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Dogs in hot cars

Don't put your best friend at risk

Hot cars can kill dogs

We may be a nation of dog lovers, but it seems we’re still putting man’s best friend at risk.

With temperatures easily reaching over 40°C in a parked vehicle, dogs could die within minutes. And yet, according to the Dogs Trust, 2 in 3 of us have seen a dog locked in a car on a sunny day.

  • Over a third did nothing about it
  • 15% called the police
  • 4% actually broke into the car

If you need to have your dog in the car, here's how to keep dogs safe on car journeys.

Hot cars can kill dogs


Is it okay to leave a dog in a car?

Dogs Trust, the UK’s largest dog welfare charity, found that more than 1 in 4 UK dog owners admitted to leaving their dogs unattended in cars.*

Almost half of us (48%) believe it's okay to leave a dog in a car if we park in the shade or leave a window open. Unfortunately, this is a myth. In reality, opening the window a crack has no noticeable effect on the temperature inside a parked car.

Our breakdown patrols rescue around 1000 pets locked in cars every year
  • More than 1 in 10 people know of a dog that's come to harm left in a parked car in hot weather.
  • Brits are far more likely to leave their dog in a car alone for a few minutes (28%) than their phone (10%).

You just have to touch the dashboard or seats to know how hot the inside of your car can get.

But it's not just on warm days when dogs are at risk – vehicles can be death-traps even in cooler temperatures. That means it's never okay to leave a dog alone in a car


Dogs can die quicker than we realise

Paula Boyden, Veterinary Director of Dogs Trust, comments: “We claim to be a nation of dog lovers, but it’s shocking how many people are willing to put man’s best friend in serious danger.

"The saddest thing is that these dogs are often much loved family pets but the owners simply do not appreciate how quickly a dog can die in a hot car where temperatures can reach the same as an oven.

"As soon as the car doors are shut the countdown begins - which could potentially end in an agonising death for the dog. Our message is simple: don’t leave your dog in a parked car.”



20 minutes can be fatal

Less than 20 minutes in a hot car can prove fatal to a dog if its body temperature exceeds 41°C.

We tested how long it would take for a 7kg chocolate dog to melt in a car. It was an overcast day in July, but the temperature inside the car reached 42.8°C.

On a sunny 27°C day, the inside temperature of a car could reach an oven-like 60°C.

If you leave your dog in the car, in just a matter of minutes, the temperature inside the car will rise. Dogs will start to suffer, showing signs of excessive panting, whimpering or barking.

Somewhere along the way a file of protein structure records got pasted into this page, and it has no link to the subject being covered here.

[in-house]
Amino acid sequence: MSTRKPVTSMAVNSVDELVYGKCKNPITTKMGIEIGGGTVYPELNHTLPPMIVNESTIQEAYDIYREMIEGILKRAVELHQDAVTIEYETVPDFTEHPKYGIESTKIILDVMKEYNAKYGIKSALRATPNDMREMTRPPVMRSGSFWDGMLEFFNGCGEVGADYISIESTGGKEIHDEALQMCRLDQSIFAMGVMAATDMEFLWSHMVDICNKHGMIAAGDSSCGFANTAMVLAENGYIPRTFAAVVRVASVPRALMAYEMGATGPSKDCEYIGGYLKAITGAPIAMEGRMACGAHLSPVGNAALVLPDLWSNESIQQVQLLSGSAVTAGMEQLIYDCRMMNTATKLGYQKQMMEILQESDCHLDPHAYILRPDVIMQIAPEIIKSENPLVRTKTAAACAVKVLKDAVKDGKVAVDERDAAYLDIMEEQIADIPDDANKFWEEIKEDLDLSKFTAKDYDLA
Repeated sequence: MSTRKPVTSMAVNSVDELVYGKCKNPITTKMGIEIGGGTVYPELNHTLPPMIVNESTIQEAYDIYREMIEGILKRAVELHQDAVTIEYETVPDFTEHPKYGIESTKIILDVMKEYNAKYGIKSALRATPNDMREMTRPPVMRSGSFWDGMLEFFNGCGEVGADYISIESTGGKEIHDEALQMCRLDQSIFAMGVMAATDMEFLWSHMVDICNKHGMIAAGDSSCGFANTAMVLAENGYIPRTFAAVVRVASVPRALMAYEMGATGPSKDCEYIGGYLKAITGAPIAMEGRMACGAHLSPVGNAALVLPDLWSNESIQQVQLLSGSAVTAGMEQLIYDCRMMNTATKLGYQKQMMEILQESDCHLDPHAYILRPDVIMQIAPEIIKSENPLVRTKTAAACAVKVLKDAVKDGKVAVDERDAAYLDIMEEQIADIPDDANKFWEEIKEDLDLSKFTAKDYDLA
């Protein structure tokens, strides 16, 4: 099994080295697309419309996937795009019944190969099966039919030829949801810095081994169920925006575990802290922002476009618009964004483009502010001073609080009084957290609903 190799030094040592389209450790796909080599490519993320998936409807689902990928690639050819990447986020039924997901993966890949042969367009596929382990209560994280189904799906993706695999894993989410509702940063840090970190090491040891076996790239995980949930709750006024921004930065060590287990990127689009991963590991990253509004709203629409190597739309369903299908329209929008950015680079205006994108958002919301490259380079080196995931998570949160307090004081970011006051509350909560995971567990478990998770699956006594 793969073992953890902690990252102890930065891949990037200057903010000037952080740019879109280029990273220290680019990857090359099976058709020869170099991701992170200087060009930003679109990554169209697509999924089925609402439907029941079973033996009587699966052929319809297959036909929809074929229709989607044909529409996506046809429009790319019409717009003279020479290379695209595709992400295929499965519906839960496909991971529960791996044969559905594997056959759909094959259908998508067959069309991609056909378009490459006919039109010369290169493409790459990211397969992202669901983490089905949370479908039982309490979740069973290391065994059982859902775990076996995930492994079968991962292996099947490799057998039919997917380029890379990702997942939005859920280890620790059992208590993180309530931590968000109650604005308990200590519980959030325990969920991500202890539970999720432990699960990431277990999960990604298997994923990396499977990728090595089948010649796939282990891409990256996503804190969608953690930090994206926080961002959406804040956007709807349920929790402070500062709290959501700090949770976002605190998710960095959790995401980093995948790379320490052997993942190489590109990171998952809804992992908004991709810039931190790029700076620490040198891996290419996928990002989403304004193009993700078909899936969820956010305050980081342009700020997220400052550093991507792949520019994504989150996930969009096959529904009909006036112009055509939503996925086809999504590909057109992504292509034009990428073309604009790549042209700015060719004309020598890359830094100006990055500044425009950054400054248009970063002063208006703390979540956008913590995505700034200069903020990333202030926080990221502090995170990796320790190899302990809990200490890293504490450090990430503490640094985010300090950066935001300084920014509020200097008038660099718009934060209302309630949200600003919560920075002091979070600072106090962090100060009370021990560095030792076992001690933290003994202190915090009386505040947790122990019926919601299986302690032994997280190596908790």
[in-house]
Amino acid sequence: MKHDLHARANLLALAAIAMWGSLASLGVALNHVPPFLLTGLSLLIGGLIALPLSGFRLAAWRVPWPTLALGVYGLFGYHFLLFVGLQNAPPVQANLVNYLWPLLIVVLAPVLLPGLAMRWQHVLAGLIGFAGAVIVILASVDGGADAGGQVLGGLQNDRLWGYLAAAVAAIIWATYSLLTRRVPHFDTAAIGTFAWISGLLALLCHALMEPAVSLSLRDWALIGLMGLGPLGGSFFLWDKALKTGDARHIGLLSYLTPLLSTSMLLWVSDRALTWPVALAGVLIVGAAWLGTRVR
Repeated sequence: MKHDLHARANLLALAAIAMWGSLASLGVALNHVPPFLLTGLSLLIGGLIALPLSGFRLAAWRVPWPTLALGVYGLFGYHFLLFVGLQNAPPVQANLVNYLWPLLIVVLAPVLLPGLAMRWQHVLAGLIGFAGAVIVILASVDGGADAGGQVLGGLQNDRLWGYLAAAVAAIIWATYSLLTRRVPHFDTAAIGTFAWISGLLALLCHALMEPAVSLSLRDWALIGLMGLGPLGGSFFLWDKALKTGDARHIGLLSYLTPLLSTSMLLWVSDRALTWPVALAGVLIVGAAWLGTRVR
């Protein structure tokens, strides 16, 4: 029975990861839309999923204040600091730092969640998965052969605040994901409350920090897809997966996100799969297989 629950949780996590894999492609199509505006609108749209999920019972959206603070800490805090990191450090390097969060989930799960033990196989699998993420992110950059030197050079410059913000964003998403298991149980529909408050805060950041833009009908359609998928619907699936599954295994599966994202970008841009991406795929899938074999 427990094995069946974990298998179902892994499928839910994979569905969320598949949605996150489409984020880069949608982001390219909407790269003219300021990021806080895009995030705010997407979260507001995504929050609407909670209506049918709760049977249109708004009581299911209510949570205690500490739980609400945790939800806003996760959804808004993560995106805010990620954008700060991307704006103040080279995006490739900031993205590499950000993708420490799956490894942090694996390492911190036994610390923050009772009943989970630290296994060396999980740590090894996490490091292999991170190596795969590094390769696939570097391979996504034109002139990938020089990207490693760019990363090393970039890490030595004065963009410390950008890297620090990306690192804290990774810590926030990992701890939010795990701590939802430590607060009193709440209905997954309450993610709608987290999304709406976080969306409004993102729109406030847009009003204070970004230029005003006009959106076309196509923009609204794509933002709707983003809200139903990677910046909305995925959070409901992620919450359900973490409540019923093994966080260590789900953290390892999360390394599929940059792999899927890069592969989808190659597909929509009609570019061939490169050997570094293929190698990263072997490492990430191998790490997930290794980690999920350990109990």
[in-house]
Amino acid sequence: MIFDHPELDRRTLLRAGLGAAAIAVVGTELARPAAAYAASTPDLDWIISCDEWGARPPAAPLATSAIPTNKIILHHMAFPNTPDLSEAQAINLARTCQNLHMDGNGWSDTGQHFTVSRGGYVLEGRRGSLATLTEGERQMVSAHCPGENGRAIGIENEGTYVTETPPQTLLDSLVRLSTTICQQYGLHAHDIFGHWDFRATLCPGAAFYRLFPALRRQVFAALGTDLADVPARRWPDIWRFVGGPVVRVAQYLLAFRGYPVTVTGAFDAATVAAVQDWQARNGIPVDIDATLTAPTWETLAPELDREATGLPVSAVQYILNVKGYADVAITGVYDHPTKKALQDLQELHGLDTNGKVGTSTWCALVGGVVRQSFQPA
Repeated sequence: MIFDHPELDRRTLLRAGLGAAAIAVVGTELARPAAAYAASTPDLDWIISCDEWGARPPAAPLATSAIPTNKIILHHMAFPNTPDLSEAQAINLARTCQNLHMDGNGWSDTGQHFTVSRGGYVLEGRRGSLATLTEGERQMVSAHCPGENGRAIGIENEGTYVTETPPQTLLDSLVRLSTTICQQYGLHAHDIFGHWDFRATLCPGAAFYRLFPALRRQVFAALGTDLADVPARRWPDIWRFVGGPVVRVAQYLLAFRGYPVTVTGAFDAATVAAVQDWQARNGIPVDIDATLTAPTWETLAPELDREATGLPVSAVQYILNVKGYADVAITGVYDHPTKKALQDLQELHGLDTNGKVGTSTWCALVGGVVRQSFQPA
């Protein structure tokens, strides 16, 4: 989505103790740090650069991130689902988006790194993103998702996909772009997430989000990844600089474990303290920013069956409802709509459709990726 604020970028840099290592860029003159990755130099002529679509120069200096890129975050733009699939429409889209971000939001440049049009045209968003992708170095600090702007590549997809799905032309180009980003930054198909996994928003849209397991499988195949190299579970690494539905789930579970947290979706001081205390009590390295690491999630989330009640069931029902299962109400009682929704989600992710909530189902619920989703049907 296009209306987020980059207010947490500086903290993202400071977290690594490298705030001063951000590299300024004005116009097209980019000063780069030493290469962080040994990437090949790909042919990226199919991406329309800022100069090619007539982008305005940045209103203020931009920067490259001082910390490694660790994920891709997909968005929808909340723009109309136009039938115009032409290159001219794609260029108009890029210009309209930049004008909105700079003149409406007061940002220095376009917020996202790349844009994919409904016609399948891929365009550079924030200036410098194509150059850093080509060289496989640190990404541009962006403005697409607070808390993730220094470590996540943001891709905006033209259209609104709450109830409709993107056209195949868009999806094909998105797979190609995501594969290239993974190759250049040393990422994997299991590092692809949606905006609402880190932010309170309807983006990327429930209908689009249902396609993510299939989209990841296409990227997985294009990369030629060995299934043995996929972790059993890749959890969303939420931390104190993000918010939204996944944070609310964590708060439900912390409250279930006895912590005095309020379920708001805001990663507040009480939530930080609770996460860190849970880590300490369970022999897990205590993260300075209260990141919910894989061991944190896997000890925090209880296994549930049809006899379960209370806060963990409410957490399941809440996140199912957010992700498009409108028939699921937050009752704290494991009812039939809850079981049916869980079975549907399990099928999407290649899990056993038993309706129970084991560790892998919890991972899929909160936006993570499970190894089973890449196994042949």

If left for longer, a dog will lose muscle control. In the end, kidneys stop working, the brain is damaged and the heart stops. It's a fate none of us would wish on our beloved pets.


Our advice for dogs in cars

Dogs aren’t able to cool down as effectively as humans so could suffer from heat stroke and dehydration very quickly.

If you're travelling with a dog in the car, here are some steps you can take to keep your dog safe:


1. Never leave your dog alone in the car

  • Don't leave dogs in parked cars, even for a few minutes.
  • Even if it seems cool outside, it can become very hot very quickly in the car.
  • Parking in the shade and/or keeping the windows down doesn't make it safe. 

2. Keep your dog cool while driving

  • Avoid travelling during the heat of the day.
  • Use sun blinds on the windows and consider opening a window a little to allow a cooling breeze to circulate in the vehicle. 
  • You can use wet towels to cool down your dog.

3. Carry a supply of water

  • Make sure you have a supply of water - and plan stop-offs along the way for water breaks.

4. Check traffic reports

  • Use our Route Planner to check the traffic before you go. You and your pets don't want to be sat in a traffic jam in hot weather.

How to help an overheated dog

If you see a distressed dog in a vehicle please call 999, or

  • The RSPCA on 0300 1234 999, or
  • The Scottish SPCA on 03000 999 999

Download a campaign leaflet (pdf) to share our advice with your friends and family.

If you're there when a dog's rescued from a hot car and it's in distress, seek immediate veterinary advice and follow these steps:

  • The very first priority is to stop the dog getting any hotter - try to provide shade from the sun and move to a cooler area.
  • Dampening the dog down with cool (but not freezing) water will start to bring the body temperature down.
  • Wet towels can be used to cool a dog but these must be regularly changed.
  • You can try spraying the dog with water and placing them in front of the air conditioning vent to enhance evaporation on the way to the emergency appointment.

Published: 09:00, 2 February 2017 | Updated: 13:48, 6 August 2019


*Vision Critical surveyed 2000 adults across the UK in April 2014 on behalf of the Dogs Trust.

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